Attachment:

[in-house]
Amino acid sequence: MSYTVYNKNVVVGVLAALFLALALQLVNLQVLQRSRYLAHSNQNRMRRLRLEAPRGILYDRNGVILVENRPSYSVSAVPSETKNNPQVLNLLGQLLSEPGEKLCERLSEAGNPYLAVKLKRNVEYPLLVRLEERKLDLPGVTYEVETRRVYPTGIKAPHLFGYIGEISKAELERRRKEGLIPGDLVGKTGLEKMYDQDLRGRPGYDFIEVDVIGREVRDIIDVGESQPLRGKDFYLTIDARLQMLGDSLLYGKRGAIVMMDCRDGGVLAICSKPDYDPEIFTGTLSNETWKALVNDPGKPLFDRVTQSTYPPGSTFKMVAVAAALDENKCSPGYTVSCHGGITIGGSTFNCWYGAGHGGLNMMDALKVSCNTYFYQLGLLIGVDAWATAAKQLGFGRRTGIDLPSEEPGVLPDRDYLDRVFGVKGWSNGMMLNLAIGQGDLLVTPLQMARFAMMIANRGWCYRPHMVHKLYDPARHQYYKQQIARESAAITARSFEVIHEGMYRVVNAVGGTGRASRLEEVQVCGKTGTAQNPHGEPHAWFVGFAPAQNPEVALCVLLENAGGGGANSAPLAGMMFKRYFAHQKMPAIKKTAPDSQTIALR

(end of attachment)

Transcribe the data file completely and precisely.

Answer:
[in-house]
Amino acid sequence: MSYTVYNKNVVVGVLAALFLALALQLVNLQVLQRSRYLAHSNQNRMRRLRLEAPRGILYDRNGVILVENRPSYSVSAVPSETKNNPQVLNLLGQLLSEPGEKLCERLSEAGNPYLAVKLKRNVEYPLLVRLEERKLDLPGVTYEVETRRVYPTGIKAPHLFGYIGEISKAELERRRKEGLIPGDLVGKTGLEKMYDQDLRGRPGYDFIEVDVIGREVRDIIDVGESQPLRGKDFYLTIDARLQMLGDSLLYGKRGAIVMMDCRDGGVLAICSKPDYDPEIFTGTLSNETWKALVNDPGKPLFDRVTQSTYPPGSTFKMVAVAAALDENKCSPGYTVSCHGGITIGGSTFNCWYGAGHGGLNMMDALKVSCNTYFYQLGLLIGVDAWATAAKQLGFGRRTGIDLPSEEPGVLPDRDYLDRVFGVKGWSNGMMLNLAIGQGDLLVTPLQMARFAMMIANRGWCYRPHMVHKLYDPARHQYYKQQIARESAAITARSFEVIHEGMYRVVNAVGGTGRASRLEEVQVCGKTGTAQNPHGEPHAWFVGFAPAQNPEVALCVLLENAGGGGANSAPLAGMMFKRYFAHQKMPAIKKTAPDSQTIALR